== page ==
Steigerwald DP, Verne SV, Young D, A retrospective evaluation of the impact of temporomandibular joint arthroscopy on the symptoms of headache, neck pain, shoulder pain, dizziness, and tinnitus. Cranio 1996 Jan;14(1):46-54

Golberg MB, Mock D, et al. Neuropsychologic deficits and clinical features of posttraumatic temporomandibular disorders. J Orofac Pain 10(2): 126-40. (1996)

Greco CM, Rudy TE, Turk DC, Herlick A, Zaki HH, Traumatic onset of temporomandibular disorders: positive effects of a standardized conservative treatment program. Clin J Pain 1997 Dec;13(4):337-47

Krogstad BS, Jokstad A, Dahl BL, Soboleva U, Somatic complaints, psychologic distress, and treatment outcome in two groups of TMD patients, one previously subjected to whiplash injury, J Orofac Pain 1998 Spring;12(2):136-44

Brooke RI, Stenn PG, Post-injury myofascial pain dysfunction syndrome: its etiology and prognosis, Oral Surg 1978, 45:846

Romanelli GG, Mock D, Tenenbaum HC, Characteristics and response to treatment of posttraumatic temporomandibular disorder: a retrospective study, Clin J Pain 1992 Mar;8 (1):6-17

Kolbinson DA, Epstein JB, et al. Temporomandibular disorders, headaches, and neck pain following motor vehicle accidents and the effect of litigation: review of the literature. J Orofac Pain 10(2): 101-25 (1996)

Kolbinson DA, Epstein JB, et al. Temporomandibular disorders, headaches, and neck pain following motor vehicle accidents: a pilot investigation of persistence and litigation effects. J Prosthet Dent 77(1): 46-53 (1997)

Braun BL, DiGiovanna A, Schiffman E, Bonnema J, Fricton J. A cross-sectional study of temporomandibular joint dysfunction in post-cervical trauma patients. J Craniomand Disord 1992; 6 (1): 24-31.

Burgess J. Symptom characteristics in TMD patients reporting blunt trauma and/or whiplash injury. J Cranio Disord 1991; 5(4):251-257.

Croft AC. Cervical acceleration/deceleration trauma: a reappraisal of physical and biomechanical events. J Neuromusculoskeletal System 1993; 1(2):45-51.

Epstein JB. Temporomandibular disorder, facial pain and headache following motor vehicle accidents. J Cran Dent Assoc 1992; 58(6):488-495.

Garcia RG, Arrington JA. TMJs evaluated in patients with cervical whiplash injury; News Journal of the American Academy of Head, Neck, Facial Pain and TMJ Orthopedics. Vol.4 No. 1, March, 1992.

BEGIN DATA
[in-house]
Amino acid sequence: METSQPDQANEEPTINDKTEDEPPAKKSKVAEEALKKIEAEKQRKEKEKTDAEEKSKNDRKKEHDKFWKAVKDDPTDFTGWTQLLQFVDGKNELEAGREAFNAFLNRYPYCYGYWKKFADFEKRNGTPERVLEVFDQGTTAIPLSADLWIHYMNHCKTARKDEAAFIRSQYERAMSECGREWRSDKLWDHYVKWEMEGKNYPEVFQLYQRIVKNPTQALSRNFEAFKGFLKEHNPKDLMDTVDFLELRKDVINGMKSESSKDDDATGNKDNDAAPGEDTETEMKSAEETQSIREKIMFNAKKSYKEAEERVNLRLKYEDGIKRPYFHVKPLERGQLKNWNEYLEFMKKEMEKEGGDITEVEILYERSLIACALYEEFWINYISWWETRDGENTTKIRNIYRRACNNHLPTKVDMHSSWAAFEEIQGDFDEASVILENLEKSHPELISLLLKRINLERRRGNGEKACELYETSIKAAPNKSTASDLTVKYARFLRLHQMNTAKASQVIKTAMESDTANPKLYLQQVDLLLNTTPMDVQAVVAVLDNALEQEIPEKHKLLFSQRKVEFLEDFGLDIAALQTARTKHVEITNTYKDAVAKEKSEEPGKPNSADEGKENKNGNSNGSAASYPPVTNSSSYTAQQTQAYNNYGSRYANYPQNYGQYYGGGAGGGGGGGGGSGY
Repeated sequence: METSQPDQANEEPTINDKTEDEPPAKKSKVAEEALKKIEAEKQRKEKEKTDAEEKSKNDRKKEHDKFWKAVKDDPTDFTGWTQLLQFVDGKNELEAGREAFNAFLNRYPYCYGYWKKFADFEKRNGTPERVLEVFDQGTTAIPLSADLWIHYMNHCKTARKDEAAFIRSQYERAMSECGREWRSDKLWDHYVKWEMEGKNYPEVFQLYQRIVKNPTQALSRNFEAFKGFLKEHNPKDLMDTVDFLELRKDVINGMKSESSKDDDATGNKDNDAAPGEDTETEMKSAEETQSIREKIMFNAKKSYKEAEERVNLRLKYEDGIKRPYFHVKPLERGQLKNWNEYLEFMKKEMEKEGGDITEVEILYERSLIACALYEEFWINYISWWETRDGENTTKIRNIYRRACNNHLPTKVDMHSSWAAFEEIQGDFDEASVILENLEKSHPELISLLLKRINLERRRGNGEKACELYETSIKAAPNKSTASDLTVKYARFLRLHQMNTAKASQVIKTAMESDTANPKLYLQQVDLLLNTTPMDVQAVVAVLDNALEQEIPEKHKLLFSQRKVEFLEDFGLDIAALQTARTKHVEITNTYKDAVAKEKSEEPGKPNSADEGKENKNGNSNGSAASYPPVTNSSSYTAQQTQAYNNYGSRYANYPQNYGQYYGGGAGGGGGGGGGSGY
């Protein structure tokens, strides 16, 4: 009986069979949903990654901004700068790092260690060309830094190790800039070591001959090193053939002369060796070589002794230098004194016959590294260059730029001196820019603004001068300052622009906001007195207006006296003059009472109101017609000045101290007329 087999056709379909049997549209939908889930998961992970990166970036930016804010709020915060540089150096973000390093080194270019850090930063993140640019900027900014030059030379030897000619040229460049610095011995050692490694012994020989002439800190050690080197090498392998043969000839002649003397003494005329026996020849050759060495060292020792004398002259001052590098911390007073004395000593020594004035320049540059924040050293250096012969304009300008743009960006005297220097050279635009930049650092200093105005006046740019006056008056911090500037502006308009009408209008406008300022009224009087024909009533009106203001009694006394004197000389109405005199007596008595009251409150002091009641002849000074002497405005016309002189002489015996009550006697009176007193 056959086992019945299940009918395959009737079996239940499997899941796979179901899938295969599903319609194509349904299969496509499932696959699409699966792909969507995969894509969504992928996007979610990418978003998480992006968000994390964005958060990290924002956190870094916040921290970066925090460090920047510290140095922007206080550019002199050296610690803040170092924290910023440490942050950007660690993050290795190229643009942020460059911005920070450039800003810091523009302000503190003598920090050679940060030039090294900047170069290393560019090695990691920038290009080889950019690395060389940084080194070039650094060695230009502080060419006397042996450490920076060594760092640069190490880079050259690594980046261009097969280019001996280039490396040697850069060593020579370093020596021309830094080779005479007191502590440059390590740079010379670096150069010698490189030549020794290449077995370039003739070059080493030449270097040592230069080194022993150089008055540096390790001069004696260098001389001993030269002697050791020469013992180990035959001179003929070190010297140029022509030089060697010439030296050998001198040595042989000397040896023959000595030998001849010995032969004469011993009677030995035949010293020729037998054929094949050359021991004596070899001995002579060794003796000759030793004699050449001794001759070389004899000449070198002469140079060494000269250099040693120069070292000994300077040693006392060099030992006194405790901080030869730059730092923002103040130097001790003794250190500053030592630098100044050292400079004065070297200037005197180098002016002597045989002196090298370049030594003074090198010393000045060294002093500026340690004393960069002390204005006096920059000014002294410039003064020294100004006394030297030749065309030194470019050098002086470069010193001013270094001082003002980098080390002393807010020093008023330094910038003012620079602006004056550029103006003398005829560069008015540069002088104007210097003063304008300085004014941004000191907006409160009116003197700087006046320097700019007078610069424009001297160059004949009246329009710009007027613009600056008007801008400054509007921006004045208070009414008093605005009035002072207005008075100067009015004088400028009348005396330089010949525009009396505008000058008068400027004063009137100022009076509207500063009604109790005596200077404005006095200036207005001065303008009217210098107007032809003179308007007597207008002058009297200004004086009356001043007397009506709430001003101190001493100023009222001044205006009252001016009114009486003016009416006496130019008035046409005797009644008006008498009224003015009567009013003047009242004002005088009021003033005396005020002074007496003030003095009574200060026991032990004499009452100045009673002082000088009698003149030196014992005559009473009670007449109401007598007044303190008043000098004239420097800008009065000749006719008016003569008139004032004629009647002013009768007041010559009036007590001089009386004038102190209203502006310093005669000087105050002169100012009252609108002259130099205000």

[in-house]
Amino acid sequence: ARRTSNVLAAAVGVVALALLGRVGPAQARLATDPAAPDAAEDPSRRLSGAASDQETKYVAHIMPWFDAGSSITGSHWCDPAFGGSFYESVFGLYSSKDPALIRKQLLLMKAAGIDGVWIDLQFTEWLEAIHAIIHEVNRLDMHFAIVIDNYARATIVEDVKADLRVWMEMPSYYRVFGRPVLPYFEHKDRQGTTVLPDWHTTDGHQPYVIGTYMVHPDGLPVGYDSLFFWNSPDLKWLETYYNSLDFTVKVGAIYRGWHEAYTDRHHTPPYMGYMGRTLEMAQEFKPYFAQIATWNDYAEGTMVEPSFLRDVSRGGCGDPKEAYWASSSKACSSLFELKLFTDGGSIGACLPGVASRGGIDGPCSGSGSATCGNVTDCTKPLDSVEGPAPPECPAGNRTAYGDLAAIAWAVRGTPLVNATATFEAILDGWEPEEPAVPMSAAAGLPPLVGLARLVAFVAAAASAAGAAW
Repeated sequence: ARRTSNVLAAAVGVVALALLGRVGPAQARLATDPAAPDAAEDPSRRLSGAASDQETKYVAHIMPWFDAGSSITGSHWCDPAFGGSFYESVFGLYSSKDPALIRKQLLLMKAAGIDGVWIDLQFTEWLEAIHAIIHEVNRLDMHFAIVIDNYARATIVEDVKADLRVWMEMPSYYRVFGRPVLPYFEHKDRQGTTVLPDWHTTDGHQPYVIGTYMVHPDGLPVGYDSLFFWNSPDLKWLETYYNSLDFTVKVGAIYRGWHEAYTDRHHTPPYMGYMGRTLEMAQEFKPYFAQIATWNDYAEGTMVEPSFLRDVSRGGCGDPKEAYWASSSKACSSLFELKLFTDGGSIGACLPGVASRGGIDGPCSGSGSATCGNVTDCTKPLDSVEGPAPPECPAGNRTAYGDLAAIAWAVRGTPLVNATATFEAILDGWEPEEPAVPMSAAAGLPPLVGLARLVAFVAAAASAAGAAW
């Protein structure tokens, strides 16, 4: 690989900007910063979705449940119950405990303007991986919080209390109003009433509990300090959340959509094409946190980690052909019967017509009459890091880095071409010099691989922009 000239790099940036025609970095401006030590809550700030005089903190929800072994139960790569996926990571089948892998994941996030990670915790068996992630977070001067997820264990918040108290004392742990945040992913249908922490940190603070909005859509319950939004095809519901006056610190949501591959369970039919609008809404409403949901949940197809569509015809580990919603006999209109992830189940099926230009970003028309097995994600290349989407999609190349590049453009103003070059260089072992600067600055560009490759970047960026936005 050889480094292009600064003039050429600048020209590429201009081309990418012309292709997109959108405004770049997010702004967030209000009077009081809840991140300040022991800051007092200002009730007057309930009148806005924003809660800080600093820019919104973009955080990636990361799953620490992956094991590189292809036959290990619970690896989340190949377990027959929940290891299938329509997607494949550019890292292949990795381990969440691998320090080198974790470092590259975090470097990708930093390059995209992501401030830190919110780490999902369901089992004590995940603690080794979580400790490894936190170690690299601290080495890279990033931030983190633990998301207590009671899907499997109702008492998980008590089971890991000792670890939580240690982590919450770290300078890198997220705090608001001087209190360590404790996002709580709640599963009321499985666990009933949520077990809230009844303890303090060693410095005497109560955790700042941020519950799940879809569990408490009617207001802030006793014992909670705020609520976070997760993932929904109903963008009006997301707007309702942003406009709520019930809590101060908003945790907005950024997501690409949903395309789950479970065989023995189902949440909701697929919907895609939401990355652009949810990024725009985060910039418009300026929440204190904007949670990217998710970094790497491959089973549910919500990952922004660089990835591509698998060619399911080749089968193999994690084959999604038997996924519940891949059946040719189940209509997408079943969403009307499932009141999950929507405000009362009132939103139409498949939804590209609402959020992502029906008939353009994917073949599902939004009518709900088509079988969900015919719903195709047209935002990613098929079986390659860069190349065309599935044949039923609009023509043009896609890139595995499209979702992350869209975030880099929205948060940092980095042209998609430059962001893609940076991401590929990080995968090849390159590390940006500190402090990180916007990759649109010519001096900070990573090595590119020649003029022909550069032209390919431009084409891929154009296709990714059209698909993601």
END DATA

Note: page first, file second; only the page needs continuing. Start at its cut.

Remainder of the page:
Goldman JR. Soft tissue trauma. In: Temporomandibular disorders: diagnosis and treatment. Kaplan AS, Assael LA, eds. Philadelphia: WB Saunders Company, 1991:190-223.

Harkins SJ and Marteney JL. Extrinsic trauma: A significant precipitating factor in temporomandibular dysfunction. J Prosthet Dent 1985; 54:271-272.

Kronn E. The incidence of TMJ dysfunction in patients who have suffered a cervical whiplash injury following a traffic accicent. J Orofac Pain 1993; 7(2):209-213.

Lader E. Cervical trauma as a factor in the development of TMJ dysfunction and facial pain. Craniomand Pract 1983; 1:86-90.

Mannheimer J, Attanasio R, Cinotti WR and Peters R. Cervical strain and mandibular whiplash: effects upon the craniomandibular apparatus. Clin Prev Dent 1989; 11: 1.

Roydhouse RH. Whiplash and temporomandibular joint dysfunction. Lancet 1:394, 1973.

Schellhas KP. Temporomandibular joint trauma and sequelae. Neuroimaging Clinics of North America, Current Concepts in Imaging of Craniofacial Trauma. 1(2), Dec. 1991.

Steigerwald DP. Acceleration-deceleration injury as a precipitating cause of temporomandibular joint dysfunction. J ACA. Nov 1989; 26(11):61-64.

Weinberg S, LaPointe H. Cervical extension-flexion injury and internal derangement of the TM joint. J Oral Maxillofac Surg. 1987; 45:654-56.

Westesson P. Magnetic Resonance Imaging. In: Diagnosis of the temporomandibular joint. Westesson P, Vestaburg DW (eds). WB Saunders, publishers, Phil. 1993; 167-222.

Schneider K., Zernicke RF., Clark C. Modeling of jaw-head-neck dynamics during whiplash. J Dent Res 1989 68(9) 1350-1355.

Email Dr. Steigerwald at: info@whiplashandtmj.com or call 631-749-1534 (NY)

© 2010 WhiplashandTMJ.com, All rights reserved. | (631) 749-1534